Canadian Consumer Compliancy: CCCR 2001 – Contains Statement Requirements
By: Kirsten Alcock, Manager of Product Safety, email
The Canadian Consumer Chemicals and Containers Regulations, 2001, contains the regulations that we must follow when classifying a non-registered product for Canada. There are many requirements for CCCR 2001 consumer labels in Canada and in our experience, we have found that many of them that are on the shelf in Canada do not meet compliance.
As I’ve stated in the past, one of the biggest mistakes I find out there is what is referred to as the Contains Statement. This is a statement that is required within the body of the First Aid requirements on your CCCR label. It is not something that is required for all classifications under the CCCR but if your classification has this requirement, please make sure that you are putting the information onto your label correctly. Your product label must disclose all the chemicals that are contributing to the hazard of your product. They must be disclosed in descending order of their proportions (i.e. top to bottom).
This is the information as provided by the CCCR regulations:
The requirements indicate that the hazardous ingredient must be identified by its chemical identity or in the case of a complex mixture, by its generic name. I have seen many companies take many liberties with this. The CCCR reference manual provides further guidance on this as there are so many products improperly labeled. If you think it’s too generic, it likely is. Make sure you are using a proper chemical name.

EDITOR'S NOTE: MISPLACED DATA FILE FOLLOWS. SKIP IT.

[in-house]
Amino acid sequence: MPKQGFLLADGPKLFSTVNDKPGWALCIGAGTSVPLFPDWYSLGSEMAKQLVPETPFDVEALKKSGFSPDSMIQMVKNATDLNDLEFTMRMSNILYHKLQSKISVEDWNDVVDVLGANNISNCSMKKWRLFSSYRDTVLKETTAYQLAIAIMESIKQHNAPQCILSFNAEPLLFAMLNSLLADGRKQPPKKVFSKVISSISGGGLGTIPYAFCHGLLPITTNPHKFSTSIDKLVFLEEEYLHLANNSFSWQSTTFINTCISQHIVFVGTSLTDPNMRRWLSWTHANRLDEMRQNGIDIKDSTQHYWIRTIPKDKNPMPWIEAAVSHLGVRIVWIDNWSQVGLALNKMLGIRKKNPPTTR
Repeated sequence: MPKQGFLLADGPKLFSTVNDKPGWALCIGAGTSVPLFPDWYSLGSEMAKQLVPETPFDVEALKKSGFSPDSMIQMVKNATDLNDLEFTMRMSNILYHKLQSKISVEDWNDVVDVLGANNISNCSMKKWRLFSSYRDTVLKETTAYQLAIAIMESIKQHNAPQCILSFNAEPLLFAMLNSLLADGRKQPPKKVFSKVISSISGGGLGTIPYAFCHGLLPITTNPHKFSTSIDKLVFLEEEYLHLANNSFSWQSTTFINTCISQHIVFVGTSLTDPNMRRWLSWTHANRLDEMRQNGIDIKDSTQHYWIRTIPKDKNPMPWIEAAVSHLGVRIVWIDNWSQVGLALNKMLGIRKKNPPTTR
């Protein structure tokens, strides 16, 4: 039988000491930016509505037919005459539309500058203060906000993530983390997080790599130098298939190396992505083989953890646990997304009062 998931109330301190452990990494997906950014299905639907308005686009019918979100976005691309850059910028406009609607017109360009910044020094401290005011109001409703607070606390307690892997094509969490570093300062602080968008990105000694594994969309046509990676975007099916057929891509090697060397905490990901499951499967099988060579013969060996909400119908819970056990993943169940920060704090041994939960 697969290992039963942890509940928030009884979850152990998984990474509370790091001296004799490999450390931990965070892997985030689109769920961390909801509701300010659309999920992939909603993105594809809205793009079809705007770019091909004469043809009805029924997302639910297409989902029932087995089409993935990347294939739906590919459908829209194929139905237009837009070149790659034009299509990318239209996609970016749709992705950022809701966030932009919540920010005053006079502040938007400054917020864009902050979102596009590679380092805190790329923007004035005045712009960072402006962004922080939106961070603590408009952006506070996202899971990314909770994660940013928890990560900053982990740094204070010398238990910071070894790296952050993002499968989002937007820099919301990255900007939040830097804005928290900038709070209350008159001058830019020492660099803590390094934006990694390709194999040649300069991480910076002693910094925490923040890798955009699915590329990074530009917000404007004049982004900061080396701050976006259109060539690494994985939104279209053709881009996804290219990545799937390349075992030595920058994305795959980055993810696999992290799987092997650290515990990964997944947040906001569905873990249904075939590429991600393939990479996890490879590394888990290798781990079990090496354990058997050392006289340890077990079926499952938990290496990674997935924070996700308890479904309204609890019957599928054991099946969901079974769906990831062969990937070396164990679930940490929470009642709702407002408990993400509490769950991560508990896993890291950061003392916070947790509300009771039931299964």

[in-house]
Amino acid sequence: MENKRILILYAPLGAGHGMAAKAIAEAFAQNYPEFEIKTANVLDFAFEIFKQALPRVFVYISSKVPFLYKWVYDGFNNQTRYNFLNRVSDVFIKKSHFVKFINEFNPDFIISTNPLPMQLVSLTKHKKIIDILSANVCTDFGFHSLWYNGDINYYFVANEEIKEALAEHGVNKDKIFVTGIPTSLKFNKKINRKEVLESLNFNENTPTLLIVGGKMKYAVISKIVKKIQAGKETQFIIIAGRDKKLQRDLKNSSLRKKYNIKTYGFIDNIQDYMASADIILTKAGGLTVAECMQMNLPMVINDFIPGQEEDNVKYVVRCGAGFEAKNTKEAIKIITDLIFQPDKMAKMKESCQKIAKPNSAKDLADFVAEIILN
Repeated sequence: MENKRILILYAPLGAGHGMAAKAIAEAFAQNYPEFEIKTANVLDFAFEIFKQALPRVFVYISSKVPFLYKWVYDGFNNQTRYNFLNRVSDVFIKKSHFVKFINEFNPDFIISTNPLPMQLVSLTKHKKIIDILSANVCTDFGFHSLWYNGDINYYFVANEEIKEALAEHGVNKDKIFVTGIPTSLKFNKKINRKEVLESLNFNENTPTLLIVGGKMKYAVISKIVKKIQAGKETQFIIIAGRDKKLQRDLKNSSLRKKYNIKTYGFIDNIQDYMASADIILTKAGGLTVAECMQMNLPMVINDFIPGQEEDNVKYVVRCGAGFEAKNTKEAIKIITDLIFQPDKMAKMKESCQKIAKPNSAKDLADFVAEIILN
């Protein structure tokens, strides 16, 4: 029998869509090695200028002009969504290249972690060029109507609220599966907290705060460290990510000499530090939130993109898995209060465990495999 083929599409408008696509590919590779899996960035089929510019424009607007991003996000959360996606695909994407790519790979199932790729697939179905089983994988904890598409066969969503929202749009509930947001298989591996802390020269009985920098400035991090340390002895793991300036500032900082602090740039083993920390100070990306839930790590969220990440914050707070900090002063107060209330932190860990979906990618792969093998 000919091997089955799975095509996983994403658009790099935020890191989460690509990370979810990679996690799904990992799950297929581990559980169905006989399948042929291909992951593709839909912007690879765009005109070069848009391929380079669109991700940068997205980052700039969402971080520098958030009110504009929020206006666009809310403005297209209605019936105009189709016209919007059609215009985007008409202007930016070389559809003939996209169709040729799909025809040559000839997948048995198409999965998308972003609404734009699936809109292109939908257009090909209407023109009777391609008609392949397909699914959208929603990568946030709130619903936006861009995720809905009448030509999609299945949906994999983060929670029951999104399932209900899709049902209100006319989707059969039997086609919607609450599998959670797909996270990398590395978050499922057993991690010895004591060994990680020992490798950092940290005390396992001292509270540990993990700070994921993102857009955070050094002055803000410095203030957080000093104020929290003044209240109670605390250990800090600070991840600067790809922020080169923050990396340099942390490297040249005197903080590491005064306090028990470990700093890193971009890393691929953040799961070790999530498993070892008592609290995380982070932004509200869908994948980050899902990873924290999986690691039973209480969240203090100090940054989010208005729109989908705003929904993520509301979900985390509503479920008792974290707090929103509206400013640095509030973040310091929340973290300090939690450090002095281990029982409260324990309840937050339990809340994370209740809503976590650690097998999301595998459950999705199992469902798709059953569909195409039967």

What is a hazardous ingredient in the eyes of the CCCR and how do they advise you disclose it? The following is taken from the CCCR reference manual and we highly suggest you follow these suggestions.
As you can see from the above, Health Canada is advising disclosing the ingredient by its chemical name using the IUPAC or CAS rules of nomenclature. I can assure you that placing the word ‘surfactant’ or ‘primary alcohol’ in your contains statement does not meet compliance and puts you at risk of having your product recalled from the shelf. Do you want to take that risk? Recalls are not cheap and can cause issues with the companies you sell to.
Unlike workplace products, where you can claim Trade Secret, it is NOT permitted for your consumer product in Canada.
If you are having difficulty determining the requirements for your compliant consumer CCCR 2001 label in Canada and would like our help, do not hesitate to contact us. We have been classifying products for consumer regulations for more than 40 years and have the expertise in-house to help you keep your product compliant with the current regulations as they stand today.
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